The omega-3 polyunsaturated fatty acids (n-3 PUFAs) are a unique class of fatty acids that cannot be manufactured by the body, and must be acquired via dietary sources. In the UK, as well as in other Western nations, these ‘essential’ fatty acids are consumed in quantities that fall below government guidelines. This thesis examined the relationship between n-3 PUFAs and cognitive function and mood in healthy children (8-10 years) and adults (18-35 years), with a view to evaluate their efficacy for cognitive and mood enhancement in these populations. A second aim was to evaluate the effects of n-3 PUFAs on cerebral hemodynamics, a novel line of enquiry. Chapters 2 and 4 describe novel intervention studies that assessed the effects of n- 3 PUFA supplements on cognitive function and mood in healthy children and adults, respectively. In Chapter 3, the relationship between peripheral PUFA concentrations, a correlate of dietary PUFA intake, and cognitive and function and mood was examined for the first time in healthy adults. Chapter 5 describes a pilot trial in which Near Infrared Spectroscopy (NIRS) imaging technique was applied to investigate the cerebral hemodynamic effects of n-3 PUFA supplements. The results of this study were explored in more detail in Chapter 6, with the additional inclusion of parallel cognitive measures. Most notably, the behavioural data from the intervention studies described herein do not support the use of n-3 PUFA supplements for cognitive and mood enhancement in healthy children and adults not consuming appreciable amounts of oily fish. However, the results do suggest that supplementation with dietary n-3 PUFAs has an impact on peripheral fatty acid status and cerebral hemodynamics in healthy adults. Taken together, these findings suggest that, in healthy, cognitively intact individuals, short-term use of n-3 PUFA supplements has a minimal effect on behaviour; the impact of long-term n-3 PUFA dietary intake or supplement use over the course of the entire lifespan on behaviour should be addressed further.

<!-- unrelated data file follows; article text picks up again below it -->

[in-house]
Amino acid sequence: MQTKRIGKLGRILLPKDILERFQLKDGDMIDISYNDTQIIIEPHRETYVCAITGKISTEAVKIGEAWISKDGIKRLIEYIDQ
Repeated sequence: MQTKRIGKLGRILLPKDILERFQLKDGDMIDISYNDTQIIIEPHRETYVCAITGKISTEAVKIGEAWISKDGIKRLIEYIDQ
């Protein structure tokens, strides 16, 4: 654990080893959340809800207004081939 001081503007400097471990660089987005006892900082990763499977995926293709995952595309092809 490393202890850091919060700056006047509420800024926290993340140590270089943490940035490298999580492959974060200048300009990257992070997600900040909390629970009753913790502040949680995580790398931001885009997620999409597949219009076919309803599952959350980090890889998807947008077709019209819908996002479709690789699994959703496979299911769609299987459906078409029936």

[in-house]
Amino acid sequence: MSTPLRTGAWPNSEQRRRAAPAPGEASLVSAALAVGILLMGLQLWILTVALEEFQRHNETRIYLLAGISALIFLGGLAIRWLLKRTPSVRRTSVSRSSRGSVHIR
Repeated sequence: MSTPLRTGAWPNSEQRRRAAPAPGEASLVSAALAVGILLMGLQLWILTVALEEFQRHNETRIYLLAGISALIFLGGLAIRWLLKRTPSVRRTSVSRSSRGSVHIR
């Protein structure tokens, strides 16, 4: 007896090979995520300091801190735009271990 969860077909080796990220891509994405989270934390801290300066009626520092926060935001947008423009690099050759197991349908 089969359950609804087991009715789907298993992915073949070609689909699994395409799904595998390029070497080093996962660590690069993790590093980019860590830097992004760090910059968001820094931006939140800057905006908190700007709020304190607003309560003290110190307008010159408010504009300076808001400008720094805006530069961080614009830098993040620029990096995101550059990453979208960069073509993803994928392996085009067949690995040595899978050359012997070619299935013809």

|Publication status||Accepted/In press - 13 Aug 2010|